RMAISH/AIN IBL, Lebanon: Sat on the balcony of a hotel in Ain Ibl, one of just four Christian villages in the remote qada of Bint Jbeil, Pierre Hasrouny looks out over the mountainous landscape of south Lebanon. Despite everything that is going on in Lebanon, the scene is a peaceful one. But Hasrouny, the activist and founder of local nonprofit organization Awfa (Most Loyal), is much more restless.
“With the absence of a government, Sunnis turned to Future Movement, Shiites turned to Hezbollah.” Hasrouny wondered out loud, smirking slightly, “Who are we supposed to turn to?”
It is a recurring question in this corner of the country, with Hasrouny and many of his coreligionists saying they feel “left behind” and neglected by not just the state but also by the very political parties who are supposed to prioritize the plight of the Christians.
To make matters worse, many residents feel as if they must constantly battle to maintain their identity in a region that is overwhelmingly dominated by two Shiite parties: Hezbollah and the Amal Movement.
Residents in Bint Jbeil’s four predominantly Christian villages – Ain Ibl, Rmaish, Dibil and Qouzah – say they have struggled to survive since the days of the French Mandate in the 1920s, somehow making it through the Civil War and the long years of Israeli occupation from 1982-2000. Today, they feel they are still struggling, battling dire socioeconomic conditions, an exodus of residents and a lack of governmental support, all to hold onto a sacred part of the world that many believe Jesus walked through.
Economically, migration – either to Lebanon’s bigger cities or abroad completely – the loss of trade routes into modern-day Israel and the distance to Beirut have turned much of the furthest parts of south Lebanon into a backwater. The problem was heightened by the 2006 war with Israel, which saw swaths of the region relentlessly bombed and large amounts of civilian infrastructure and buildings destroyed.
For the area’s Christian residents, the ensuing reaction was typical of their predicament.
Rmaish opened its homes and schools to shelter refugees and faced huge losses estimated at $150,000, Deputy Mayor Michel Shoufani said, but despite repeated promises of help, no one came through.
Particularly stinging was the fact that “none of the Christian parties paid any attention to us,” he said, while Hezbollah compensated some Shiite and Christian residents in nearby villages.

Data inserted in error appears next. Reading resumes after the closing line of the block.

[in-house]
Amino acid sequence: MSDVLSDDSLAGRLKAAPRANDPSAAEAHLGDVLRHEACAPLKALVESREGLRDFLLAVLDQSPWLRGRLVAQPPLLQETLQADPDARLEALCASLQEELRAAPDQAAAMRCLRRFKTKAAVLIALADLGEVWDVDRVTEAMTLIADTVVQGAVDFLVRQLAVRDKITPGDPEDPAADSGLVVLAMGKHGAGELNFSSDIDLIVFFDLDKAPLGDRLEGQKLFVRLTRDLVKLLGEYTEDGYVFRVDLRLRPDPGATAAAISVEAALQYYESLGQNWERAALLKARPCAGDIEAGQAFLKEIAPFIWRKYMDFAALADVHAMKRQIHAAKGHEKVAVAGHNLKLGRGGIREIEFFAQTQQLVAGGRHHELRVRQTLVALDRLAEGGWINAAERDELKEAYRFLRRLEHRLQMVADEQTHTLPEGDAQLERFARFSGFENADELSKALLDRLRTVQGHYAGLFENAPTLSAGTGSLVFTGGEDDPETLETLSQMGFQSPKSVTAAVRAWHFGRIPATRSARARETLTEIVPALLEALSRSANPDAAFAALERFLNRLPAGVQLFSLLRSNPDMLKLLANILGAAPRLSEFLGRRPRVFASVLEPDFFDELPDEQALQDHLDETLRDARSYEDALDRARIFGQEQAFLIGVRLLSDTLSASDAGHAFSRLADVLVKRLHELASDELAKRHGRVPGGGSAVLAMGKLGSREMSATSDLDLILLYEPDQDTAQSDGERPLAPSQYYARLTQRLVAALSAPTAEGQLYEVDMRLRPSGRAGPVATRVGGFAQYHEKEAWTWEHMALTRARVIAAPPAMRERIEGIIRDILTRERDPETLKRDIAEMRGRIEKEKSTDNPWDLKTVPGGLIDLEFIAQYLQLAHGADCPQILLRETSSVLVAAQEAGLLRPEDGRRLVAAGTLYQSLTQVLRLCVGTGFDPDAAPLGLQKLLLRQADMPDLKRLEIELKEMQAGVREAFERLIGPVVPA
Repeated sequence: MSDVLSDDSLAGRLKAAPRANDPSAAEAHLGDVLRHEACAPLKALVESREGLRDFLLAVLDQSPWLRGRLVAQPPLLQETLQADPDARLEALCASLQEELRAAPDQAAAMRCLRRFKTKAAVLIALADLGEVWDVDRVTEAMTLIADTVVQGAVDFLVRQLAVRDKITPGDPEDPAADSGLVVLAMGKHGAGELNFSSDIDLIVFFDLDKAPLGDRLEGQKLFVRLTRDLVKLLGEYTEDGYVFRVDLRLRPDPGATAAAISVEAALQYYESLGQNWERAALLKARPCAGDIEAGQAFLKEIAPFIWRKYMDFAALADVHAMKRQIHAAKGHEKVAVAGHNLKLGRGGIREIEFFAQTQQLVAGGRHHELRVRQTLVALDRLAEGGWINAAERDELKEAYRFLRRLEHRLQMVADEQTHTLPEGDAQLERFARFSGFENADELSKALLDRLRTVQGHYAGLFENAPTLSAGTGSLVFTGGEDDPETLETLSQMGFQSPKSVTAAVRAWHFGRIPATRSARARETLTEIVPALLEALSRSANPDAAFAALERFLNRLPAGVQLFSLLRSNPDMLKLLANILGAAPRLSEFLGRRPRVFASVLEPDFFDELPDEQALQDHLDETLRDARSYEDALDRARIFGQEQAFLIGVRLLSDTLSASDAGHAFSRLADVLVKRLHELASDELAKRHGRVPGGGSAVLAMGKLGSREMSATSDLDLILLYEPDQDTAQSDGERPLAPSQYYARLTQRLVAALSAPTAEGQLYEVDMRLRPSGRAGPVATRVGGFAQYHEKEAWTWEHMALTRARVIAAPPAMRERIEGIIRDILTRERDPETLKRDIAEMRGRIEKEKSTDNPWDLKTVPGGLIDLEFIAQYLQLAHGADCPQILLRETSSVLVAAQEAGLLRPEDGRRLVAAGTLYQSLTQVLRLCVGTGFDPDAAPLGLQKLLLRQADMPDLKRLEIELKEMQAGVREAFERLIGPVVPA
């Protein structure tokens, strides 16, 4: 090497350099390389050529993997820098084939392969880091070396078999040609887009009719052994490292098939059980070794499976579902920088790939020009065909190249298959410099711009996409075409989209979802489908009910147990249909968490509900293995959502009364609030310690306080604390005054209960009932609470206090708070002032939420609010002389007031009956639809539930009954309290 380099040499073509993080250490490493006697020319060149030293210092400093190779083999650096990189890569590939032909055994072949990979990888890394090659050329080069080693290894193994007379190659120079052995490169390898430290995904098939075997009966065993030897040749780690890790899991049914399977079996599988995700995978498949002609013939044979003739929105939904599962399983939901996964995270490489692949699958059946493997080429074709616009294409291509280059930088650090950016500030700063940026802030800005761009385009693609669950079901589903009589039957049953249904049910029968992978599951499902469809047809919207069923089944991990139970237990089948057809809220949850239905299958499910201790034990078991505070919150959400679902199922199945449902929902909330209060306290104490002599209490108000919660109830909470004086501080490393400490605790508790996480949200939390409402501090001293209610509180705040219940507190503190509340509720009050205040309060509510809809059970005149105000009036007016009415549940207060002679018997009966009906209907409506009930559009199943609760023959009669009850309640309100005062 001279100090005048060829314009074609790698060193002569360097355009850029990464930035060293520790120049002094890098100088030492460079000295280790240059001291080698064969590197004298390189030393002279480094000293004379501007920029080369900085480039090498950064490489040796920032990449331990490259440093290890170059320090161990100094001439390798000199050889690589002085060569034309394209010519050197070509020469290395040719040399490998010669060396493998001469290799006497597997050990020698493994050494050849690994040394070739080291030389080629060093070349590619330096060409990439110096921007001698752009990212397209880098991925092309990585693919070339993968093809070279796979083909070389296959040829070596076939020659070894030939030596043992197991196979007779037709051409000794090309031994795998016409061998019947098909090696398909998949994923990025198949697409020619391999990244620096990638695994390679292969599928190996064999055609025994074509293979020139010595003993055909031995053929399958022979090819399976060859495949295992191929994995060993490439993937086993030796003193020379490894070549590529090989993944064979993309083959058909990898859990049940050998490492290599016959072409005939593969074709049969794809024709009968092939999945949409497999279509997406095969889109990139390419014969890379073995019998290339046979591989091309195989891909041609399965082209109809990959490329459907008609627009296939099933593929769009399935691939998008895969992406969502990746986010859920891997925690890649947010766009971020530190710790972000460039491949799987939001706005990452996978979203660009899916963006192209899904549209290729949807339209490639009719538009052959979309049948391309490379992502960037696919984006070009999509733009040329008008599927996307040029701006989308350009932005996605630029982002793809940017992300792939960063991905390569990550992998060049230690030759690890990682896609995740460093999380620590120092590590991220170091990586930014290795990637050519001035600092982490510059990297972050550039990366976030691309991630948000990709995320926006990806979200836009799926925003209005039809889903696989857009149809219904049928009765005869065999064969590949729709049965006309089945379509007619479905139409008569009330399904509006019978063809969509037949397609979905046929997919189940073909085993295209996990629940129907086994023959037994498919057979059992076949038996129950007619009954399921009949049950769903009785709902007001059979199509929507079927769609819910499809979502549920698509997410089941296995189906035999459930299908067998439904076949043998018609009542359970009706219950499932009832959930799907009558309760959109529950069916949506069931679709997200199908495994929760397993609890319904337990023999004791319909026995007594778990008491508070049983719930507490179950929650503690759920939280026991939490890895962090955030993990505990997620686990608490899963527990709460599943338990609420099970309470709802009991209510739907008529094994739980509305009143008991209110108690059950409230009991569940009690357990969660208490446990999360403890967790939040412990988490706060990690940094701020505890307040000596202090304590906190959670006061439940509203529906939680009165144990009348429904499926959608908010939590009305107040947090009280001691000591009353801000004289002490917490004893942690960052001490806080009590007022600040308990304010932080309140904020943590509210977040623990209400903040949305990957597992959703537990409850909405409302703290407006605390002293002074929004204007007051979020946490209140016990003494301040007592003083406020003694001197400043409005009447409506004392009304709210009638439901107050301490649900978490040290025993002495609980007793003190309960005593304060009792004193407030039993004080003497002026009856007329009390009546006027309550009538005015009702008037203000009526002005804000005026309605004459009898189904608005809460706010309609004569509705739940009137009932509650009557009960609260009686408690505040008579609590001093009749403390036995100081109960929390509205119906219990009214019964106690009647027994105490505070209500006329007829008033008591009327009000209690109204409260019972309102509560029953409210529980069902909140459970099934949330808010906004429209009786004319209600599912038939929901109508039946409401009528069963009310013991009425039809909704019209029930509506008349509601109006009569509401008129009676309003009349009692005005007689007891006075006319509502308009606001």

Residents say that Christian political parties have repeatedly turned down requests to fund development projects in the villages.
“They say that we don’t even benefit them with our votes, so what’s the use of spending money with no electoral gains,” an activist in Ain Ibl said, referring to the fact that, due to the demographics of the area, Christians in the qada of Bint Jbeil are represented by Shiite MPs.
As a result, many municipality officials prefer to remain as politically neutral as possible in order to be open to funds from any party or organization, but even this does not always work.
Local officials in Rmaish raised the issue of a hospital built during Christian leader Sleiman Frangieh’s term as health minister in 2003, saying the fully equipped building has never been used.
“This center would certainly help the towns and surrounding villages as well as Rmaish ... but its monthly budget was estimated at LL400 million a month,” Rmaish Mayor Michel Hajj said, sitting on a leather couch in the municipality building in the heart of Bint Jbeil’s biggest Christian town.
He said he had appealed to several possible donors but to no avail.
Further stoking resentment is the issue of inter-religious land sales, which, thanks to comments from high-profile religious and political figures, is presented as a potential threat to the very existence of Christians in Lebanon.
The selling of land was so rampant that some Christian figures who are close to the resistance group, in Ain Ibl for example, asked Hezbollah to urge Shiites to refrain from buying property in the village.